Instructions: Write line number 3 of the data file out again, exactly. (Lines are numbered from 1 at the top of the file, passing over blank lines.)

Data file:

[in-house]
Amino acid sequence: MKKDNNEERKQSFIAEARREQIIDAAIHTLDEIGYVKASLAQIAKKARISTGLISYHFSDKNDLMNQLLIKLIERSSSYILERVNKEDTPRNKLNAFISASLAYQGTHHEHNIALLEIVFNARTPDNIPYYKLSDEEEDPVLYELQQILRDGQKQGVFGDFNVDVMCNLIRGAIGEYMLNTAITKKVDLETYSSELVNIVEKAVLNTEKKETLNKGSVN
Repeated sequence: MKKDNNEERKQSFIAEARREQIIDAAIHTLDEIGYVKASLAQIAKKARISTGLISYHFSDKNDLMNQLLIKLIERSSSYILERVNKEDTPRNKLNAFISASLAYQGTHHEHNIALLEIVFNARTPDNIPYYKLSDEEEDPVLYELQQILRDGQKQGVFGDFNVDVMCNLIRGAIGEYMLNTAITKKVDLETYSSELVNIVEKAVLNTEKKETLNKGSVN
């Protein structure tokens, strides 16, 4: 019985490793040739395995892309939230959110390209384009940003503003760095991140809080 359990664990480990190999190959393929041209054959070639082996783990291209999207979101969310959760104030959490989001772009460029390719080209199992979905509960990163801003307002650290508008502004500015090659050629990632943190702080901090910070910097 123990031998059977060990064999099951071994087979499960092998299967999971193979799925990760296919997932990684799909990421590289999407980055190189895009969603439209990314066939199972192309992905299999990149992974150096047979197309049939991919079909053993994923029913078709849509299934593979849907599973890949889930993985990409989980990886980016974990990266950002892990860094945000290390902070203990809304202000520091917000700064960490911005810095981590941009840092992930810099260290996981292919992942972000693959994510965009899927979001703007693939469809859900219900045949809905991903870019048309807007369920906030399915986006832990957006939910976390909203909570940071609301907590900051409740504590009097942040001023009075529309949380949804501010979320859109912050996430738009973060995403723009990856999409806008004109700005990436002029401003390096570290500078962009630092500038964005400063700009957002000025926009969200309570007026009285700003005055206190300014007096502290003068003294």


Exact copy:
Repeated sequence: MKKDNNEERKQSFIAEARREQIIDAAIHTLDEIGYVKASLAQIAKKARISTGLISYHFSDKNDLMNQLLIKLIERSSSYILERVNKEDTPRNKLNAFISASLAYQGTHHEHNIALLEIVFNARTPDNIPYYKLSDEEEDPVLYELQQILRDGQKQGVFGDFNVDVMCNLIRGAIGEYMLNTAITKKVDLETYSSELVNIVEKAVLNTEKKETLNKGSVN